Thesis On Gender In Education

783 Words4 Pages
For a long time, it is known that gender and education is a crucial global issue for society. This issue required studies and researches. Because of it, today there is a large amount of articles that discusses importance of gender in education. One of those types of articles is “Gender in Schools: A Qualitative Study of Students in Educational Administration” by Mary Lou Andrews and Carolyn S. Ridenour University of Dayton (2006). According to the article qualitative study is the main part of quantitative study. Although there is a weaknesses in the article such that stereotypes as an obstacle, analyzing shows that authors give meaningful arguments, examples, explanations, facts, and effective structure about blatant gender stereotypes and…show more content…
The article is based on authors’ study which contains observation of 122 graduate students during cultural diversity course. According to their research, public policy and academic need demand to broaden educational administration preparation program. People live in man-dominated society, and it affects women lifestyle in their academic life. As a case in point, women get high level education at school, and university, and despite the fact that the education level becomes better and better than past, today, there are still obstacles for women in job positions. Although they are well educated, they cannot work as a leader because of gender stereotypes. These problems forced authors to write the article in order to decrease effects of gender stereotypes for people, and help women overcome and break these types of…show more content…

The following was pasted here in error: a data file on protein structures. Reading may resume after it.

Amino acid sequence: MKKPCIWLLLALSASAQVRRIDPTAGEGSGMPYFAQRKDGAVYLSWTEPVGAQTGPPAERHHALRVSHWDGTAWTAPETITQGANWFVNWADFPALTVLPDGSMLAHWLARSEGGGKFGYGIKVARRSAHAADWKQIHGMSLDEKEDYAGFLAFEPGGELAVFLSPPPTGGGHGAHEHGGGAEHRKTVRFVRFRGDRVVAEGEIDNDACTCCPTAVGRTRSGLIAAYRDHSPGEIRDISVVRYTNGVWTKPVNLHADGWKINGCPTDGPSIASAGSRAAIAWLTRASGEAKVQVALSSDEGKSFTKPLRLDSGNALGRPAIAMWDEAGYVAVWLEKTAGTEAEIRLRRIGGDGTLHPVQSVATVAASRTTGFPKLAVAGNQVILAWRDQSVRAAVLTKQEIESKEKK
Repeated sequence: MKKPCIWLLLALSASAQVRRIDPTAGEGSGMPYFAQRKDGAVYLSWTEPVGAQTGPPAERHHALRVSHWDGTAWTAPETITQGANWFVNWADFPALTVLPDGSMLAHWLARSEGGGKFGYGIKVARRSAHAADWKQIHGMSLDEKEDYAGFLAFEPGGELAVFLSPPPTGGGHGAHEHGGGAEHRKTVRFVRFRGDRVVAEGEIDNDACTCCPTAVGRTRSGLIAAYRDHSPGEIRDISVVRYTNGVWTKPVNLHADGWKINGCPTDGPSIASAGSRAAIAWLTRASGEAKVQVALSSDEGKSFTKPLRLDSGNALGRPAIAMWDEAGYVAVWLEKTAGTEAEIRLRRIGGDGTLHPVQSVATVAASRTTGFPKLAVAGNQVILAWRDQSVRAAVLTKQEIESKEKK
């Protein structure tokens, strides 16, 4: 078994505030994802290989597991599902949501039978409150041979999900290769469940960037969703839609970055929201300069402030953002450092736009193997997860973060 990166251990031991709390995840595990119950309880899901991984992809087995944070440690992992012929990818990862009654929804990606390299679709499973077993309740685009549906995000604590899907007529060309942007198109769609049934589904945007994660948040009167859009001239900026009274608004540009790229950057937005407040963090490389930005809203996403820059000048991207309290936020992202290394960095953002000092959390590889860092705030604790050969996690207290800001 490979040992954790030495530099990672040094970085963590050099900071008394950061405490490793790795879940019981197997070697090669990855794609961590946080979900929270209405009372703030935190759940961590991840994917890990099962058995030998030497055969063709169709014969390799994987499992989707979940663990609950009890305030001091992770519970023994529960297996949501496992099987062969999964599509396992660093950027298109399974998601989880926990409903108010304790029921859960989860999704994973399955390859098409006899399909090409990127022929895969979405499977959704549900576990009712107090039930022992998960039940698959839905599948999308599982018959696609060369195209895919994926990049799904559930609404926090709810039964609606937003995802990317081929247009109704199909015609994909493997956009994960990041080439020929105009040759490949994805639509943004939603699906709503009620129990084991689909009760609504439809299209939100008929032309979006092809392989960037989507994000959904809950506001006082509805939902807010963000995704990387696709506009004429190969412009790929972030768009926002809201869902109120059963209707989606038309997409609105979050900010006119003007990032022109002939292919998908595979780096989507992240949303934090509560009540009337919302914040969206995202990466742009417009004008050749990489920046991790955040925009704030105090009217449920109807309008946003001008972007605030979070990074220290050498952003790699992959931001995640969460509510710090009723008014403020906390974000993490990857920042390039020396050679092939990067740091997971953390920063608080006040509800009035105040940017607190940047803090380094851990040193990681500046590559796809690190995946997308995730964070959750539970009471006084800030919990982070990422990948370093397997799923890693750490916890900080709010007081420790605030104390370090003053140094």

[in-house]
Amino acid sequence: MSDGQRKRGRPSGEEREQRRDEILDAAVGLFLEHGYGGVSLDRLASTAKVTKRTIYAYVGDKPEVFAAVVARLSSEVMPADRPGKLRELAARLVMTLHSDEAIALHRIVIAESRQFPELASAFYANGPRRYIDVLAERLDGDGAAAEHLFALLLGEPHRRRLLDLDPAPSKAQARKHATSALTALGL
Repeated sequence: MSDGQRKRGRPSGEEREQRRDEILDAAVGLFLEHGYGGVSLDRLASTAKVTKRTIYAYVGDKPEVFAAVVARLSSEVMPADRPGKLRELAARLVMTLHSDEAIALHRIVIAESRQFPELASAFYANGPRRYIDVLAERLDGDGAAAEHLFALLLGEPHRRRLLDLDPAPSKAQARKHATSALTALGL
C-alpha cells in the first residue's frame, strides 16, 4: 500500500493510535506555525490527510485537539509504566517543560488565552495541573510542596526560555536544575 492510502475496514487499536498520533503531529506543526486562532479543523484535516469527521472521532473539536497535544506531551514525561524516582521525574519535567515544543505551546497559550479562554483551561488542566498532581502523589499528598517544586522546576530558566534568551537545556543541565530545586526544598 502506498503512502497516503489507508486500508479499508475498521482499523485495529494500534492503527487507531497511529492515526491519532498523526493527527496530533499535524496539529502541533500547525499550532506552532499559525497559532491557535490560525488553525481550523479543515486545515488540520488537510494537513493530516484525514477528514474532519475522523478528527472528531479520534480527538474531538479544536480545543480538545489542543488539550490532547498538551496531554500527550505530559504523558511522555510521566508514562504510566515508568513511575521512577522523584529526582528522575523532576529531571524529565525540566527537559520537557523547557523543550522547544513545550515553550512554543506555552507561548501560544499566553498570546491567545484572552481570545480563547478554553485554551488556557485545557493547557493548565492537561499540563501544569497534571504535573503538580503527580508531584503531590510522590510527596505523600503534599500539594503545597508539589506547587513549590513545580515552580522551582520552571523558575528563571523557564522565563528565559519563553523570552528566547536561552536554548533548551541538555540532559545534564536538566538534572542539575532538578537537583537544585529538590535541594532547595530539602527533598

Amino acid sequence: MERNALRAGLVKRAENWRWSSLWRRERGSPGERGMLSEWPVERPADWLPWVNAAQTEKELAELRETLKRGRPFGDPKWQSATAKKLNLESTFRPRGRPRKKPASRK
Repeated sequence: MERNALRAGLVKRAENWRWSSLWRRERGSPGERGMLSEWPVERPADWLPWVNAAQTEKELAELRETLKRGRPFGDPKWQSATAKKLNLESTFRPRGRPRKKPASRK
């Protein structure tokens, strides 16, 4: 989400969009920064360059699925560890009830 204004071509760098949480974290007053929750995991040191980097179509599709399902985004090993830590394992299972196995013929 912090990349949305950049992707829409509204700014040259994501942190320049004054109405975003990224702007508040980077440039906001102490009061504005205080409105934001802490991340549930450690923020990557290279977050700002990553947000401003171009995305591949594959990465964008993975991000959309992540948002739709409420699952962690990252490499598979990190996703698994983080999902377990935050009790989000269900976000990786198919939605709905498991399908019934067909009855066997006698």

The article consists of facts and research that clarify all sides of this stereotype clearly. The argument is about gender-stereotypic way to understand the subjects. The authors maintain that there are several stereotypes such as dividing subjects for genders. For instance, instructors believe that technical subjects are not for females, and males are not good at reading, or males are good at competitions than females such as spelling bee contest (2006: 41), and they do not evaluate their student’s talent. These types of stereotypes discourage students, and they become unhappy. As a result, students do not believe in themselves, and they think that if they do not do the work which is related to their gender, they will not be successful. It can lead to strengthened gender-segregated (SG) classes (Fabes, Pahlke, Martin and Hanish, 2003:
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